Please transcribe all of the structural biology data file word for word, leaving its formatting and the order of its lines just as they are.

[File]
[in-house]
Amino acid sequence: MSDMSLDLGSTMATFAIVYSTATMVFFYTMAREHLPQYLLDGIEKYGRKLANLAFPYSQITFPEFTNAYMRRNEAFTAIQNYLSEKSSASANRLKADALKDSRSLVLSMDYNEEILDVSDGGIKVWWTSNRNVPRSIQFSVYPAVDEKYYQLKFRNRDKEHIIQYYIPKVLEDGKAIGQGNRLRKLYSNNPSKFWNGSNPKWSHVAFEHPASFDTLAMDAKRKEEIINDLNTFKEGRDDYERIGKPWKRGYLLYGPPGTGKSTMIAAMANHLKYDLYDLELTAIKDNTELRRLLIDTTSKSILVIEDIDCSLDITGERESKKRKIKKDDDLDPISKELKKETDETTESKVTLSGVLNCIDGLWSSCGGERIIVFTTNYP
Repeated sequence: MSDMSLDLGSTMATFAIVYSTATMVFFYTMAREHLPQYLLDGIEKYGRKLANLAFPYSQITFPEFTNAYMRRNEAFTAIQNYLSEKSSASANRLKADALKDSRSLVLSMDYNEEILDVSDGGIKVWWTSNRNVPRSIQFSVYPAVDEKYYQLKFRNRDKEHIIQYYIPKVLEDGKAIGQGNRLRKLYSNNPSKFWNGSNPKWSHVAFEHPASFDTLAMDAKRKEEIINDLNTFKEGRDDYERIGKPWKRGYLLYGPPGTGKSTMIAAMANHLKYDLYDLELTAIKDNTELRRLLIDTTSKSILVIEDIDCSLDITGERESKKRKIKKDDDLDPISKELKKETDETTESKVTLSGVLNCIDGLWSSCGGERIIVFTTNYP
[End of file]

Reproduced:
[in-house]
Amino acid sequence: MSDMSLDLGSTMATFAIVYSTATMVFFYTMAREHLPQYLLDGIEKYGRKLANLAFPYSQITFPEFTNAYMRRNEAFTAIQNYLSEKSSASANRLKADALKDSRSLVLSMDYNEEILDVSDGGIKVWWTSNRNVPRSIQFSVYPAVDEKYYQLKFRNRDKEHIIQYYIPKVLEDGKAIGQGNRLRKLYSNNPSKFWNGSNPKWSHVAFEHPASFDTLAMDAKRKEEIINDLNTFKEGRDDYERIGKPWKRGYLLYGPPGTGKSTMIAAMANHLKYDLYDLELTAIKDNTELRRLLIDTTSKSILVIEDIDCSLDITGERESKKRKIKKDDDLDPISKELKKETDETTESKVTLSGVLNCIDGLWSSCGGERIIVFTTNYP
Repeated sequence: MSDMSLDLGSTMATFAIVYSTATMVFFYTMAREHLPQYLLDGIEKYGRKLANLAFPYSQITFPEFTNAYMRRNEAFTAIQNYLSEKSSASANRLKADALKDSRSLVLSMDYNEEILDVSDGGIKVWWTSNRNVPRSIQFSVYPAVDEKYYQLKFRNRDKEHIIQYYIPKVLEDGKAIGQGNRLRKLYSNNPSKFWNGSNPKWSHVAFEHPASFDTLAMDAKRKEEIINDLNTFKEGRDDYERIGKPWKRGYLLYGPPGTGKSTMIAAMANHLKYDLYDLELTAIKDNTELRRLLIDTTSKSILVIEDIDCSLDITGERESKKRKIKKDDDLDPISKELKKETDETTESKVTLSGVLNCIDGLWSSCGGERIIVFTTNYP